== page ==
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5 cool facts about Mljet, Croatia

Written by 2 February 2013 4 Comments

Imagine it is early summer, and you want to do a road trip to the European South. Skip the crowded beaches of Italy, and trade them for the relaxing paradise you can still find in Croatia. Drive by the (just as crowded) beaches of Krk, Pag and Northern Dalmatia and make your way to the most southern (bigger) island of South Dalmatia: MLJET.

DSC02745 5 cool facts about Mljet, Croatia

1. Get out to get in
Once you’ve passed Brač and Hvar, 2 larger neighboring islands, you will soon reach the Bosnian border. For less than 10km you need to leave Croatia just to enter it again. The only way around this is the car ferry from Split to Dubrovnik, which takes hours and hours and is as always with ferries, quite expensive. At least you can now say that you have been to Bosnia as well.
The ferry to Mljet (sorry now way around it this time) leaves from the Pelješac peninsula and takes about 45 minutes to reach the village Sobra. From here there are two ways to go. Many tourists choose to turn east to Saplunara because there they can find several hotels, camp grounds and much better infrastructure. We choose to turn West and enter the island’s national park.

2. Land of green
The western part of the island is covered by very old-grown forests, which has a relaxing effect on the climate. Compared to northern islands, like Pag it is not as hot and there is more shade to be found during the day.
Plan a day to walk around and explore the paths through the forest! You will be able to reach the water at all times – sometimes it’s very easy, sometimes it takes some effort.

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3. Grab a paddle, swim a mile
The western area of the island is protected under the name of National Park Mljet. The main attraction are two salt lakes and an old monastery located on an island within the larger one of the two. There are several hiking and mountain-biking tracks around the park, the easiest might be the path around the lakes. The lakes are connected by an artificial channel. The bridge crossing this channel is the main meeting point. There you can rent bicycles or canoes, or just watch the Croatian children splashing around in the shallow water.
Even though it is a must-see on the island, the many paths provide a lot of calm places around the lakes. Some spots on the shore can only be reached by canoe, so prepare yourself for some calm hours!

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4. Mljet is home to the legendary Cave of Odysseus.
Take your car to the main village of Babino Polje and watch out for a sign saying „Odysseus Cave“. Then continue by foot following the path leading south, away from the street towards the ocean. The descent takes about 25 minutes and is somewhat steep especially towards the end. From afar you can already see the huge gaping mouth of the cave. Go on following the path all the way down to the water from where you will notice two entrances to the cave. Both are hard to reach – you either have to climb down a steep gravel path or jump into the high waves and dive through a small underwater channel.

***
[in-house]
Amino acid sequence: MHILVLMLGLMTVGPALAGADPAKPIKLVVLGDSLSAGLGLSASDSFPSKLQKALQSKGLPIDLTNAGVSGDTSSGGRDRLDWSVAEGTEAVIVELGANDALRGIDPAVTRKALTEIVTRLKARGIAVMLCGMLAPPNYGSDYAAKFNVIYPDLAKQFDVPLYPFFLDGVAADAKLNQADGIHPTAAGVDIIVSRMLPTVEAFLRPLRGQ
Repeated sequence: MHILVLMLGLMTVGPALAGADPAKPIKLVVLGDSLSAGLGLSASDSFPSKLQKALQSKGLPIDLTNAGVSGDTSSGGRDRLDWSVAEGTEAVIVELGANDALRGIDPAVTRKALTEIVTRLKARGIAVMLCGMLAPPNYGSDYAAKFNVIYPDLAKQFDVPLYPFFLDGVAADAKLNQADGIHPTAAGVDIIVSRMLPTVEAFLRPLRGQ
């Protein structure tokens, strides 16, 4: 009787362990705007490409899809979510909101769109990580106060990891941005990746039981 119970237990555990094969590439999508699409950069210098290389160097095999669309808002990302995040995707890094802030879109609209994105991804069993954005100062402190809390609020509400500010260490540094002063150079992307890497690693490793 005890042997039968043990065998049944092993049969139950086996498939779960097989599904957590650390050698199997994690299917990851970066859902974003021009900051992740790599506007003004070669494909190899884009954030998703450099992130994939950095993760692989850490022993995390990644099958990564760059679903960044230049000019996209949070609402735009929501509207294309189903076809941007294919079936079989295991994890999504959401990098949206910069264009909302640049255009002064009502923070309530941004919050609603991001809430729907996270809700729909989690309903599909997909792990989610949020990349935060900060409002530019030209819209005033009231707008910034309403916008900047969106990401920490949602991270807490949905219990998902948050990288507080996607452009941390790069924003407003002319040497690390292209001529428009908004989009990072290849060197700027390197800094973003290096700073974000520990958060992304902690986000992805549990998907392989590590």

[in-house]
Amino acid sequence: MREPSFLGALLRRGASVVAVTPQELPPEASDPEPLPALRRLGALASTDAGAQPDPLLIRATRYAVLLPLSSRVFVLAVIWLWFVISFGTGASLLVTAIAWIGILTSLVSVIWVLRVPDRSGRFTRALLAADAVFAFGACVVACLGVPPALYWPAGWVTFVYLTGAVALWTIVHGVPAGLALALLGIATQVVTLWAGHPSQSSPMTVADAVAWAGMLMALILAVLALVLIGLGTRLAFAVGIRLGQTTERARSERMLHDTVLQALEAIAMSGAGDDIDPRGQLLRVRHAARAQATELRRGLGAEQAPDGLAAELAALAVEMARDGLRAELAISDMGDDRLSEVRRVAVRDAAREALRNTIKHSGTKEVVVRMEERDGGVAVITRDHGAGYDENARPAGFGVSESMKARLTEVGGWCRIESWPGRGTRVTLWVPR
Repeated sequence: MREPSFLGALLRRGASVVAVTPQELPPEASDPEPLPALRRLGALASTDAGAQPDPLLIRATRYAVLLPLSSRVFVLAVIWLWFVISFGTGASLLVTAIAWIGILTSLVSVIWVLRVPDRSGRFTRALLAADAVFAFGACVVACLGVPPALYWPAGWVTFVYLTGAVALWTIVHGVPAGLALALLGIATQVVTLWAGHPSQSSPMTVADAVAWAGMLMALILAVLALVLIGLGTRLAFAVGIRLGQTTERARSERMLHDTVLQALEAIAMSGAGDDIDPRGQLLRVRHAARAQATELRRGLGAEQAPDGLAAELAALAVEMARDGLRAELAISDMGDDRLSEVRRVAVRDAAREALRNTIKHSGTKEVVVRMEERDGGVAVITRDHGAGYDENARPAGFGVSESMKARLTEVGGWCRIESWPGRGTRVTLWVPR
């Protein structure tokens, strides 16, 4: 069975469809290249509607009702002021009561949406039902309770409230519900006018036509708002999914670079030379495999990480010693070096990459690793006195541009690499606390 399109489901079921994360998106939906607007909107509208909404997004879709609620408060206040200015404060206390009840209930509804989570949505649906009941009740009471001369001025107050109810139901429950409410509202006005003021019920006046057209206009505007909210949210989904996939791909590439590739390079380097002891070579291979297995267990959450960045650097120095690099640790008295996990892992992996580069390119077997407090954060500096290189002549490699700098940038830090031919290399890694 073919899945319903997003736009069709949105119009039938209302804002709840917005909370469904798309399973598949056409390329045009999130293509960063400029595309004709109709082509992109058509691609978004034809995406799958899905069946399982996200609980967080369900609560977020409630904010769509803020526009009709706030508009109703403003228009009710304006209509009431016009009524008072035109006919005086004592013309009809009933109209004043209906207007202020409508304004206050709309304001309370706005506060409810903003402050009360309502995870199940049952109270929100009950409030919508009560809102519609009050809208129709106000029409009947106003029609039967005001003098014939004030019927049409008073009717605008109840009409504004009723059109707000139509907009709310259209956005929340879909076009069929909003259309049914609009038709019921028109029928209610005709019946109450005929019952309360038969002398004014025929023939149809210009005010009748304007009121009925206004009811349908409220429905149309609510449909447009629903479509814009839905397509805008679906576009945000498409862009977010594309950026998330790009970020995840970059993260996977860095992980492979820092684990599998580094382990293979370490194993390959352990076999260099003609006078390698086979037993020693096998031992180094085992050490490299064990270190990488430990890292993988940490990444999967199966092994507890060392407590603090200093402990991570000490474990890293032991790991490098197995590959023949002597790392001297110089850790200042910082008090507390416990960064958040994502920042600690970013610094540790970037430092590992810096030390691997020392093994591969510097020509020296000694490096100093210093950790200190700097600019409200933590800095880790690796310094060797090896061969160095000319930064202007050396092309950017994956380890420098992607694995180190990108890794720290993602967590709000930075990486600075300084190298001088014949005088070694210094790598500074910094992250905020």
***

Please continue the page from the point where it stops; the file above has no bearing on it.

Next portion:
For those who are not keen on going caving this is still a great spot for a challenge (fear of heights, anyone?) and a cool bath.
After testing the waters and befriending a couple of Italians we made our way through the channel and into the cave. It is about 20m deep and very bright because of the light shining through the opposite entrance. The visibility is amazing and you can see what appears like millions of fish and other pretty underwater folk.

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5. Did you say ghost town?
Like so many other Croatian islands, Mljet in facing a significant decline in population. Young people move to bigger cities along the coast or abroad, guest house hosts often live on the mainland and only rent out their island domiciles, the lack of infrastructure and jobs outside of tourism plays a role as well.
Driving through a village like Babino Polje or some of the even smaller ones can feel like driving through a ghost town. Many houses are deserted, windows are often smashed, vegetation is growing uninhibitedly. It sure is sad that these islands get more and more deserted but there is no denying that those stone ruins create a very special atmosphere.

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So, when you think about your next summer road trip, think of Mljet!

One final tip – find accommodation in Pomena, not in Polače. There is a hotel with free wifi, the salt lakes are in walking distance, and maybe you’re lucky and a fisherman takes you to the small island Pomeštak – true romance!

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4 Comments »

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  • Mihovil said:

    I can only confirm what you said, because I was there last year and it is beautiful.

    I am coming back soon…

  • Arrermsek said:

    There’s noticeably a bundle to know about this. I assume you produced certain nice points in features also.

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  • greenvana said:

    Hi there,
    so nice to see that somebody else has also been to Mljet and had a great time there.
    I visited Mljet (stayed in lovely Saplunara) 3 weeks ago and found the place AMAZING. As a nature lover and a person who prefers travelling to spots where there are not many tourists, I can only recommend it!
    I hope it will stay that untouched and that clean.
    I’ve written my impressions on my website devoted to natural living.

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